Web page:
Large trucks designed for highways, with their huge wheels, sweeping turns, and enormous blind spots, are inherently dangerous on crowded city streets, and in the long run the freight system should be designed to eliminate them in populated areas. But in the meantime, improvements to vehicle design can reduce the risks to pedestrians and cyclists. Lives can be saved by installing a side rail or panel between a truck’s wheels that keeps pedestrians and cyclists, if they are struck, from being crushed as the vehicle keeps moving forward.
The de Blasio administration is expected to release a report soon about how this safety feature can be rolled out in New York, but inaction from Albany and Washington threatens to dwarf any city action by keeping large numbers of dangerous trucks legally operating on city streets.
Research from nations that do require side guards shows clear safety benefits. After the United Kingdom began requiring side guards on most new trucks in 1986, there was a 61 percent drop in cyclist fatalities and a 20 percent drop in pedestrian deaths in the types of crashes side guards are designed to mitigate. Researchers at Transport for London say strengthening the UK’s side guard requirements could save the lives of at least two additional pedestrians and cyclists each year in that city alone [PDF]. Side guards have been required on trucks across the European Union since 1989, and are also standard equipment in Japan. They have not yet been mandated in Australia or Canada, which abruptly halted its own study of side guards last year.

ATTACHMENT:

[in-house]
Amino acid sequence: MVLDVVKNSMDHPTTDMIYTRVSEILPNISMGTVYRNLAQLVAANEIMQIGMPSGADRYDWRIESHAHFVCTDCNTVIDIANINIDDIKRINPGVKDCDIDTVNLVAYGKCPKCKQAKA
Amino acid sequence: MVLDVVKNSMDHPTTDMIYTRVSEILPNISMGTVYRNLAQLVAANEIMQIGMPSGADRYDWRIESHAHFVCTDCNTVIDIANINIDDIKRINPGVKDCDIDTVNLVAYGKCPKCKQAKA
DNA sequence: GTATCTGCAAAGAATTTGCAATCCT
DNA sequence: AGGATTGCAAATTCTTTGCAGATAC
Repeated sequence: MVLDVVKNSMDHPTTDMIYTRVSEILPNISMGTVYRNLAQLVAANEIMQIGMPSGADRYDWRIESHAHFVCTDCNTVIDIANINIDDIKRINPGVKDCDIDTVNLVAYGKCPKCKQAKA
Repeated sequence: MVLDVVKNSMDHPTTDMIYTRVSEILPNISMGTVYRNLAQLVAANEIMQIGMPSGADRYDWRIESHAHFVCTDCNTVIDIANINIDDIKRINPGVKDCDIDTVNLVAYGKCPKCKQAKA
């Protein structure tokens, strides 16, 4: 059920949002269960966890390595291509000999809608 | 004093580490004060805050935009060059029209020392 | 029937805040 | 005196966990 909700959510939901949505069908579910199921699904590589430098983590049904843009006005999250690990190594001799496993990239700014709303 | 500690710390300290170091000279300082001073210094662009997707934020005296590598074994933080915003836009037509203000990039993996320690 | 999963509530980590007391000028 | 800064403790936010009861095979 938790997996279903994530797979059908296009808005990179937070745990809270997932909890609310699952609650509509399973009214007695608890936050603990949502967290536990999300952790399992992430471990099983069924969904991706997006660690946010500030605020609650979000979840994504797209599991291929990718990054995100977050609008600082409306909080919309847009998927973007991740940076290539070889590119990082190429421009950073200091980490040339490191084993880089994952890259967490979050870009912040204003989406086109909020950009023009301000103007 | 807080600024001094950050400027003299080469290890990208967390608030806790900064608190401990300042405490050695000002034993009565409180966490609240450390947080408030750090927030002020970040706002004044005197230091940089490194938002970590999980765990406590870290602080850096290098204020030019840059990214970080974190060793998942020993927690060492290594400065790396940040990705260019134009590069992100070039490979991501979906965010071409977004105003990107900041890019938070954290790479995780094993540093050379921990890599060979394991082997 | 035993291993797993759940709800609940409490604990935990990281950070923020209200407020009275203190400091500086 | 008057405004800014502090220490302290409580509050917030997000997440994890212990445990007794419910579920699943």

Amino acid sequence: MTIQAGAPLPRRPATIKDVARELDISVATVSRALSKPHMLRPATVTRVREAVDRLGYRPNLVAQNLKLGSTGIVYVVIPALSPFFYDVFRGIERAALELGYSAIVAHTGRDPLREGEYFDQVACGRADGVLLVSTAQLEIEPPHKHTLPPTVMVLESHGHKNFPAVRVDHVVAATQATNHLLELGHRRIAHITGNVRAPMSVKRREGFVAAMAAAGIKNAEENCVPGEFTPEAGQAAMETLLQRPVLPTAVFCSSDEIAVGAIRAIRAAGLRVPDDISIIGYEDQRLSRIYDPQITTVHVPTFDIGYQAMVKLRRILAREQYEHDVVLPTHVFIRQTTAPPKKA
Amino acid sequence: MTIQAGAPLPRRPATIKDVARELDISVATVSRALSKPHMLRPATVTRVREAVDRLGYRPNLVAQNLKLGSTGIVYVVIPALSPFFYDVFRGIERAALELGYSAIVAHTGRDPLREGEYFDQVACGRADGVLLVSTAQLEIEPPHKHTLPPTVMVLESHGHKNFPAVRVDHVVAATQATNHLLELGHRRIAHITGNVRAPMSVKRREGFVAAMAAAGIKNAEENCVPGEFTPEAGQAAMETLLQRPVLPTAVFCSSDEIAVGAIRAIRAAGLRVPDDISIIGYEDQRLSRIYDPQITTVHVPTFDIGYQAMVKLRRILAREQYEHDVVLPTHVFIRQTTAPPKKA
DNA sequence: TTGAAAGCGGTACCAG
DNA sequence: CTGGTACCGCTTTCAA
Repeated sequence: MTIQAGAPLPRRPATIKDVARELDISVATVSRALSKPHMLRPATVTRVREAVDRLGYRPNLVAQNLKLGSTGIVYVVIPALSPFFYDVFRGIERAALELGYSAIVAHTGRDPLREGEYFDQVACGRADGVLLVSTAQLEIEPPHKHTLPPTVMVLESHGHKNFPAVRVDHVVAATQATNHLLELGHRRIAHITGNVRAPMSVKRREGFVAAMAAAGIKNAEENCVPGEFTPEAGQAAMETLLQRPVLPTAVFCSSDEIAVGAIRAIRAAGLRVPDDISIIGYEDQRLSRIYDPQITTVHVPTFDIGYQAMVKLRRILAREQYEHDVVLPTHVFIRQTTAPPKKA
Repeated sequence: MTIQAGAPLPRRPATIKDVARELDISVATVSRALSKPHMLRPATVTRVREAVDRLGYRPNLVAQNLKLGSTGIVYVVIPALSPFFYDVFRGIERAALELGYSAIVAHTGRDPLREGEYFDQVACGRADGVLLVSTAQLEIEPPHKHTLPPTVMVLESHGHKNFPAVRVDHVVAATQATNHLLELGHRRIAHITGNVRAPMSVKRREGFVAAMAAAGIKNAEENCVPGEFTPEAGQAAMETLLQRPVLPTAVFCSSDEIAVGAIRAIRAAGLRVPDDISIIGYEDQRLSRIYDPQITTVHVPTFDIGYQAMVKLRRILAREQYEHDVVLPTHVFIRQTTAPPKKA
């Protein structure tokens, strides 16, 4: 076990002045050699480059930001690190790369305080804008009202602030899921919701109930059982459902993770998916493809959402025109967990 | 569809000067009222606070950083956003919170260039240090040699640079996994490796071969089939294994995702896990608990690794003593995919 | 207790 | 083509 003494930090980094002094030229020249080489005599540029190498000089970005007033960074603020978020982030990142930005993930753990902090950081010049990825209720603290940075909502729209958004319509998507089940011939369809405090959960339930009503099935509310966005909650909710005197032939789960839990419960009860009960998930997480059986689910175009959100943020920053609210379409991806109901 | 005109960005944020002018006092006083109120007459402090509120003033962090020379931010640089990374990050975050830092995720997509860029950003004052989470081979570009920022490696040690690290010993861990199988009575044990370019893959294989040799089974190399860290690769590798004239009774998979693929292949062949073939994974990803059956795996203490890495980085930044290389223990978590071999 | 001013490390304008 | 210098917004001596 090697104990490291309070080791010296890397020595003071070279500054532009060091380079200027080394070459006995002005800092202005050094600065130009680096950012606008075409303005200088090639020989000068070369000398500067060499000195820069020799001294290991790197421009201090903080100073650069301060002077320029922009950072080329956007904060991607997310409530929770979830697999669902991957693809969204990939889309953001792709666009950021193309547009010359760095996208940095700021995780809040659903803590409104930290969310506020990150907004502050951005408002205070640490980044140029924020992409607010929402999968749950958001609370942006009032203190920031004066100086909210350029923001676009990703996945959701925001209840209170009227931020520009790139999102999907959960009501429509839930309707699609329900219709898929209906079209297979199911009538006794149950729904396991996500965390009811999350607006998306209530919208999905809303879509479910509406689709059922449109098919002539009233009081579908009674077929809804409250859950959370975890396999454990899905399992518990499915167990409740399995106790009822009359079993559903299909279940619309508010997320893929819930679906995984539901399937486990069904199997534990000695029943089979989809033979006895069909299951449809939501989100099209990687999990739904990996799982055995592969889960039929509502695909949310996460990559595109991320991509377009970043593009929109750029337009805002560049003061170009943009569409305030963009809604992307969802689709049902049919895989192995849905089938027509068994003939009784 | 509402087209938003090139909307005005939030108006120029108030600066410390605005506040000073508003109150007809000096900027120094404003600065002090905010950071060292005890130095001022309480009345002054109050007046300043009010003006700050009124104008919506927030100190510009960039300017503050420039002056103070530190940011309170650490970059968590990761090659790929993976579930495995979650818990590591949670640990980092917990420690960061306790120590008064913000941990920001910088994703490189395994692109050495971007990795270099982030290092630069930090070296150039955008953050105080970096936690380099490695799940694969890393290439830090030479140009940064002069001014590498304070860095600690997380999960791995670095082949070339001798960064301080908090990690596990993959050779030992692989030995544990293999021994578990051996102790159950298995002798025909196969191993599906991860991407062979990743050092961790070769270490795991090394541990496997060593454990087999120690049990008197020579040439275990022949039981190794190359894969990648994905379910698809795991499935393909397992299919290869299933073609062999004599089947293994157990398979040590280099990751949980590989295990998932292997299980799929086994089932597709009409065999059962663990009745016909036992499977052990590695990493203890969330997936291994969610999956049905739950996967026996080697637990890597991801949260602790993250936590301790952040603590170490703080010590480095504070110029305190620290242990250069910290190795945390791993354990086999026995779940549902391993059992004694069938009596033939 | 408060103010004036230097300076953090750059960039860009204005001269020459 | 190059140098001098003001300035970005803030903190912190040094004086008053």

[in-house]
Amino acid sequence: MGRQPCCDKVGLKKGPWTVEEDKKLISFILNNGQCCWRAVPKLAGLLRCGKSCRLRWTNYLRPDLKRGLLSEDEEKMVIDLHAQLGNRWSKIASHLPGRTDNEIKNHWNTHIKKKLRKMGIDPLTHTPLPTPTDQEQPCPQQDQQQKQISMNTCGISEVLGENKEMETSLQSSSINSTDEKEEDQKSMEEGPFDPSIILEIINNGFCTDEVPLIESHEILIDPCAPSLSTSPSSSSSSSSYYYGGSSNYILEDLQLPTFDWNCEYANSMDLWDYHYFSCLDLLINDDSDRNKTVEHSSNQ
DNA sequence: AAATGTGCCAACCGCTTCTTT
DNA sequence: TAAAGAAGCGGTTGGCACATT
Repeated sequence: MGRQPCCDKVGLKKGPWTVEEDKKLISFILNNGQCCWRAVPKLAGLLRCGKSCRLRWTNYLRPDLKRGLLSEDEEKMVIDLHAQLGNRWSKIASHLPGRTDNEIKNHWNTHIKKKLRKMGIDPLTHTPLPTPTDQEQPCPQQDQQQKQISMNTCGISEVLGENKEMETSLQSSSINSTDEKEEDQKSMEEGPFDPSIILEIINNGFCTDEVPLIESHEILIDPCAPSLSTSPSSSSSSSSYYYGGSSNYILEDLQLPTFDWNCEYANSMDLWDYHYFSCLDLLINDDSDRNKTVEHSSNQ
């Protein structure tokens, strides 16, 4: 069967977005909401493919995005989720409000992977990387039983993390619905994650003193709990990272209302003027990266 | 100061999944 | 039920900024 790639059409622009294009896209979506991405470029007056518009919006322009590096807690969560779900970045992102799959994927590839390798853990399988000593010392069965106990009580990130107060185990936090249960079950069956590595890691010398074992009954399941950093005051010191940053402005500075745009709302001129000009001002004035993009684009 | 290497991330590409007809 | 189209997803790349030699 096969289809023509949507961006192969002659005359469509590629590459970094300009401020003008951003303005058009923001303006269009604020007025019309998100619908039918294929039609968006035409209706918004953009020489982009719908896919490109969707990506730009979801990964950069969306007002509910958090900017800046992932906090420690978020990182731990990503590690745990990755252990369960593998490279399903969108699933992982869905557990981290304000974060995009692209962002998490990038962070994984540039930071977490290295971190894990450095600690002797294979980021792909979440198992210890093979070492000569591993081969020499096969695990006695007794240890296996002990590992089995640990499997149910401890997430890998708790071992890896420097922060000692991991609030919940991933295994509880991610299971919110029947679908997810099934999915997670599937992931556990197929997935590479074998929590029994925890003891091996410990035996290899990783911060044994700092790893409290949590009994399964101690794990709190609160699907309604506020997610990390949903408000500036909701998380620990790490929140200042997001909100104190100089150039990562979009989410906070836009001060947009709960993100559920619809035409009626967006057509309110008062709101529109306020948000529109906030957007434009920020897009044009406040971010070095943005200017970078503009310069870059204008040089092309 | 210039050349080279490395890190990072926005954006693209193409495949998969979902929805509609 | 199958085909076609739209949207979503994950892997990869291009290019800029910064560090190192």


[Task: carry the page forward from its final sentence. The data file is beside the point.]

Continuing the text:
Here in the United States, the National Transportation Safety Board last year recommended installing side guards on large trucks, but the National Highway Traffic Safety Administration, which regulates truck design, hasn’t yet passed a rule requiring them. NHTSA says it could propose new trailer guard rules, though not necessarily for side guards, by the middle of next year.
In the absence of a federal rule, cities can take immediate steps by installing side guards on municipally-owned trucks. Boston has taken the lead among American cities and New York might soon follow.